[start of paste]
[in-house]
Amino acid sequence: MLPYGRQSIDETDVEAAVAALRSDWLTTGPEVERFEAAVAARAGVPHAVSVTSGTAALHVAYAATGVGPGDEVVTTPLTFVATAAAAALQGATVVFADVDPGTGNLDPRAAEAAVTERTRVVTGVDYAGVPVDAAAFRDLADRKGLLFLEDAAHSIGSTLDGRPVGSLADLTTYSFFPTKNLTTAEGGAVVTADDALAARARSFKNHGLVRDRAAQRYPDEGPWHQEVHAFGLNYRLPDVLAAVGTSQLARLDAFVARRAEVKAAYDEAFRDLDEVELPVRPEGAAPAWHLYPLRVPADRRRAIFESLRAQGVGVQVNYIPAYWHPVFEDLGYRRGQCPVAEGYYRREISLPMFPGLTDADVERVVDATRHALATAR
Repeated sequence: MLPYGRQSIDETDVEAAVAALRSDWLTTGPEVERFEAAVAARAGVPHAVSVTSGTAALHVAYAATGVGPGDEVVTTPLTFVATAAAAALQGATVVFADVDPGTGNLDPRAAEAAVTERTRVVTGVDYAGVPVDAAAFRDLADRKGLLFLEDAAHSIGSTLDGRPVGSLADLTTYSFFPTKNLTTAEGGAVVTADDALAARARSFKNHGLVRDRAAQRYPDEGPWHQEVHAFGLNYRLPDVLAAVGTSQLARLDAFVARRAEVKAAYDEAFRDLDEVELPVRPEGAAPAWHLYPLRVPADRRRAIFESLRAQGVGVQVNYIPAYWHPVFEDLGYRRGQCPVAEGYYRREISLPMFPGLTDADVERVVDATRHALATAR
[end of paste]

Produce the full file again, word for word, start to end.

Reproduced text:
[in-house]
Amino acid sequence: MLPYGRQSIDETDVEAAVAALRSDWLTTGPEVERFEAAVAARAGVPHAVSVTSGTAALHVAYAATGVGPGDEVVTTPLTFVATAAAAALQGATVVFADVDPGTGNLDPRAAEAAVTERTRVVTGVDYAGVPVDAAAFRDLADRKGLLFLEDAAHSIGSTLDGRPVGSLADLTTYSFFPTKNLTTAEGGAVVTADDALAARARSFKNHGLVRDRAAQRYPDEGPWHQEVHAFGLNYRLPDVLAAVGTSQLARLDAFVARRAEVKAAYDEAFRDLDEVELPVRPEGAAPAWHLYPLRVPADRRRAIFESLRAQGVGVQVNYIPAYWHPVFEDLGYRRGQCPVAEGYYRREISLPMFPGLTDADVERVVDATRHALATAR
Repeated sequence: MLPYGRQSIDETDVEAAVAALRSDWLTTGPEVERFEAAVAARAGVPHAVSVTSGTAALHVAYAATGVGPGDEVVTTPLTFVATAAAAALQGATVVFADVDPGTGNLDPRAAEAAVTERTRVVTGVDYAGVPVDAAAFRDLADRKGLLFLEDAAHSIGSTLDGRPVGSLADLTTYSFFPTKNLTTAEGGAVVTADDALAARARSFKNHGLVRDRAAQRYPDEGPWHQEVHAFGLNYRLPDVLAAVGTSQLARLDAFVARRAEVKAAYDEAFRDLDEVELPVRPEGAAPAWHLYPLRVPADRRRAIFESLRAQGVGVQVNYIPAYWHPVFEDLGYRRGQCPVAEGYYRREISLPMFPGLTDADVERVVDATRHALATAR